Researchers have discovered a number of design flaws affecting the security of the recently introduced WPA3 data transmission protocol.
Collectively dubbed Dragonblood (because they affect WPA3’s Dragonfly handshake), they can be exploited to mount a DoS attack against a vulnerable access point or, more worryingly, to recover the password of a Wi-Fi network.
“Attackers can then read information that WPA3 was assumed to safely encrypt. This can for example be abused to steal sensitive information such as credit cards, passwords, chat messages, emails, and so on, if no extra protection such as HTTPS is used,” the researchers, Mathy Vanhoef and Eyal Ronen, noted.
About the attacks
The DoS flaw allows an attacker to overload the target WPA3-enabled access point by initiating a large amount of handshakes.
In one of the downgrade attacks, an attacker with a rogue access point can force the client connecting to it to use WPA2’s 4-way handshake and, consequently, to get enough information to launch an offline dictionary attack. In another, the adversary can downgrade the cryptographic group that is used during WPA3’s Dragonfly handshake and force the the client and AP into using a weaker curve.
The side-channel attacks – one cache-based and the other timing-based – exploit a weakness in the Dragonfly algorithm, allowing the attacker to perform a password partitioning attack (similar to an offline dictionary attack) to recover the Wi-Fi password.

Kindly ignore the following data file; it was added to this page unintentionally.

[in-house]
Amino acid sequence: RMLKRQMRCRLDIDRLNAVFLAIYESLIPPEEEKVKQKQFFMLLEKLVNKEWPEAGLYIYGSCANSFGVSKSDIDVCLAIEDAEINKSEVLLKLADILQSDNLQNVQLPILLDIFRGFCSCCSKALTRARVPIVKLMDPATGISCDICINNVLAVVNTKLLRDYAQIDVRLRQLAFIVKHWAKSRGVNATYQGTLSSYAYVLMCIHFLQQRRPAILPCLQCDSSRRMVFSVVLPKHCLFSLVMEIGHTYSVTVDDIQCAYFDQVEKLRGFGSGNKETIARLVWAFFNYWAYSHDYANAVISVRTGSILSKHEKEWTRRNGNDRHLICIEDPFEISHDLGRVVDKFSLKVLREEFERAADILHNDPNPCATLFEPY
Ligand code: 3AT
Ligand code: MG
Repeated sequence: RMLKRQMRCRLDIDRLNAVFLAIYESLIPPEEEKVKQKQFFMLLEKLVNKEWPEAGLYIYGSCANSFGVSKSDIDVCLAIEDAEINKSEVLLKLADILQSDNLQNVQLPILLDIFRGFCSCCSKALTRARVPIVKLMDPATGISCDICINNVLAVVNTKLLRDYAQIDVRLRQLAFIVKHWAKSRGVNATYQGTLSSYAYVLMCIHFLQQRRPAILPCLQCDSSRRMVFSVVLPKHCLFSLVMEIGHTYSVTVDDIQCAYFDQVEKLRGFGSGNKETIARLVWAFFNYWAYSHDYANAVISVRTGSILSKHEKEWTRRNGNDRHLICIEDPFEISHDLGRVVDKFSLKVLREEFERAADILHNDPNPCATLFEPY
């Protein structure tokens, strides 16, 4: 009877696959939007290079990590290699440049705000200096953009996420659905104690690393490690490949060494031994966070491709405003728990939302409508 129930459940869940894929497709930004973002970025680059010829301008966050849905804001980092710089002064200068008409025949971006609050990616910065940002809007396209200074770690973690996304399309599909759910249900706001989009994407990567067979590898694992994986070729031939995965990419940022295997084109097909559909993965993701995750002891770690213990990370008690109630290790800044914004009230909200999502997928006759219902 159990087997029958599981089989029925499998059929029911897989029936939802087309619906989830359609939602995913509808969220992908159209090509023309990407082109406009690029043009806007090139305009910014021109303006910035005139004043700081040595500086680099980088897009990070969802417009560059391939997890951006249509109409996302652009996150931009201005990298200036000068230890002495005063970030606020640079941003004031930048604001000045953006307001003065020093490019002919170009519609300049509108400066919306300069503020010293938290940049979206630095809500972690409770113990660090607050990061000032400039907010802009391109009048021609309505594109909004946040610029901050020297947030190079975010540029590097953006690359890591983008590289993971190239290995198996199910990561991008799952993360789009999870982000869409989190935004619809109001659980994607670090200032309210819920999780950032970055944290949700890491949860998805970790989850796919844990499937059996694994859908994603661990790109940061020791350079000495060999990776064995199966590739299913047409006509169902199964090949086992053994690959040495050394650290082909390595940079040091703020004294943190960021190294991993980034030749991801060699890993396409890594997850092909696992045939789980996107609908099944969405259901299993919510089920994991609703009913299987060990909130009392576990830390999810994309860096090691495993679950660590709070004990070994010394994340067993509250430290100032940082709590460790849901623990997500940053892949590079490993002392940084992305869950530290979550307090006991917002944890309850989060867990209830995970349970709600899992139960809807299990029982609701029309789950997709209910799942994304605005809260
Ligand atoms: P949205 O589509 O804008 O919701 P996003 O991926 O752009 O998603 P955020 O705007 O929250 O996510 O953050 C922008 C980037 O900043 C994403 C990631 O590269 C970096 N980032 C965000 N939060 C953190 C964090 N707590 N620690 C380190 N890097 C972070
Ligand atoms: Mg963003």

“The resulting attacks are efficient and low cost: bruteforcing all 8-character lowercase password requires less than 125$ in Amazon EC2 instances,” the researchers pointed out.
More details about each of the attacks can be found in their paper.
The EAP-pwd protocol is also vulnerable
The researchers have yet to publish full details about the vulnerabilities because they also impact EAP-pwd, the authentication protocol supported in the WPA and WPA2 standards.
“Unfortunately, our attacks against WPA3 also work against EAP-pwd, meaning an adversary can even recover a user’s password when EAP-pwd is used. Moreover, we also discovered serious bugs in most products that implement EAP-pwd. These allow an adversary to impersonate any user, and thereby access the Wi-Fi network, without knowing the user’s password,” they noted.
“Although we believe that EAP-pwd is used fairly infrequently, this still poses serious risks for many users, and illustrates the risks of incorrectly implementing Dragonfly.”
They’ve published tools that can be used to test whether an access point is vulnerable to any of the aforementioned attacks, but have refrained from releasing one that implements attacks against EAP-pwd (although they say they will do it soon). In the meantime, they have been helping vendors to write and audit patches for EAP-pwd.
Wi-Fi Alliance urges users to implement offered security updates
The researchers have disclosed their findings to the WiFi Alliance, which issued a notice explaining that the found issues “affect a limited number of early implementations of WPA3-Personal” (one of the two WPA3 modes of operation) and they can be resolved with a software update, which users can get from their Wi-Fi device vendor’s website.
“WPA3-Personal is in the early stages of deployment, and the small number of device manufacturers that are affected have already started deploying patches to resolve the issue. The software updates do not require any changes that affect interoperability between Wi-Fi device,” the Wi-Fi Alliance explained.
“Wi-Fi Alliance is broadly communicating implementation guidance to ensure vendors understand the relevant security considerations when developing their devices. Wi-Fi CERTIFIED WPA3-Personal now includes additional testing within our global certification lab network to encourage greater adoption of recommended practices.”